If 50 is the new 30, is Brandy really over the hill?
Bourbon is hot. Really hot. There is a new Gin landing on the market each and every month. Vodka is flavored with everything from cilantro to wedding cake to bubble gum. The names of large French houses dominate in Cognac, and although this small maritime region is considered to be the pinnacle of brandy production around the world, this ain’t your grandpa’s spirit.
The spirit we know as brandy has many different personalities. When broken down to its base form, it is distilled from wine, the fermented juice of multiple other fruits or even made from the pomace or “dregs” leftover after making wine. Legends abound, but it is most likely that the term “brandy” is actually an evolution of brandewijn, the Dutch word for “burnt wine”, which refers to the heating process used to distill wine and thus concentrate the alcohol content and flavor. Brandy is made all over the world, and every grape or fruit-growing region across the globe also produces a spirit from its harvest.
The French have a well-founded belief that when it comes to food, wine, and culture, they do it best. Although this is debatable, some of the best wine in the world does come from the hexagon and Gaul also boasts two of the most famous brandy producing regions in the world: Cognac and Armagnac which are divided into sub-regions (6 in Cognac, 3 in Armagnac) based on soil types. Like wine growers, these distillers take their spirits very seriously.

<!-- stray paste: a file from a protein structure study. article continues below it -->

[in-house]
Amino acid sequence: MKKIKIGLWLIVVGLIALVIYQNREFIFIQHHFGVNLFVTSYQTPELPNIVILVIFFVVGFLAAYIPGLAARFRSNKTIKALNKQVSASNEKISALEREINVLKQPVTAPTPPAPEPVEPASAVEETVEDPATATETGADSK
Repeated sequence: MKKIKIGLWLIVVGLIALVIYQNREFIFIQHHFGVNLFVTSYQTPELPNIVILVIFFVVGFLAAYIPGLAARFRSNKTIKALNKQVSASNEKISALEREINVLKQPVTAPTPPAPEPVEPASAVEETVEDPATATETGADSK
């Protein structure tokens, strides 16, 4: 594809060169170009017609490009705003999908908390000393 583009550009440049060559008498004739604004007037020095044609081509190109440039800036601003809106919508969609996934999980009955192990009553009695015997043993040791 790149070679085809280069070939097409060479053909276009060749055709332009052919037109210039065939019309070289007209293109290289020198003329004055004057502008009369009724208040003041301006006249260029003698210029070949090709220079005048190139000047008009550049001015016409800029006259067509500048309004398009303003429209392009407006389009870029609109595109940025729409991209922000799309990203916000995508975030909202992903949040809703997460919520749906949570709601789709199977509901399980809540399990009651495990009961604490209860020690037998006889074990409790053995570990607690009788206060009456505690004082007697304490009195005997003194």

Other regions across the globe produce grape brandies of serious quality: Peru and Chile have their heavily-aromatic Pisco, California makes a variety of styles and the Spanish regions of Penedès & Jerez produce styles similar to Cognac, the latter heavily influenced by Sherry. Italy and other regions in France are famous for Grappa and Marc, brandies made from the pomace or leftover skins, seeds and stems from making wine. In contrast to many other styles these spirits are usually quite grassy and generally colorless or very light in color. Fruit brandies can also be of exceptional quality, the most famous examples are Calvados made from apples in France, Slivovitz produced from plums in eastern Europe and other eau-de-vies are made from cherry (kirsch), raspberry (framboise), apricot, strawberry and pear.
So is that image of an aristocrat sitting in his library, wearing a smoking jacket and having a dram of brandy still stuck in your head? How about the cheesy soap opera star who pours himself a drink while plotting the murder of his step-brother’s 2nd mistress? No longer. In the context of the cocktail revolution, no spirit is more appropriate than brandy, found in countless traditional recipes.
The English Poet Samuel Johnson is quoted: “Claret is the liquor for boys; Port, for men; but he who aspires to be a hero must drink Brandy.” In honor of the hoards of spirits professionals, bartenders and cocktail geeks who have recently returned from Tales of the Cocktail in New Orleans…Cheers to you!
Brandies to try:
Cognac: Pierre Ferrand, A de Fussigny, Delamain, Hine, Landy, Kelt
French Brandy on a budget: Raynal
Armagnac: Cles des Ducs
Slivovits: R Jelinek
Pear & Kirsch: Black Star Farms
California: E&J, Christian Brothers, Korbel, Paul Masson
Grappa: Alexander, Bertagnolli
Spanish: Torres 10 Year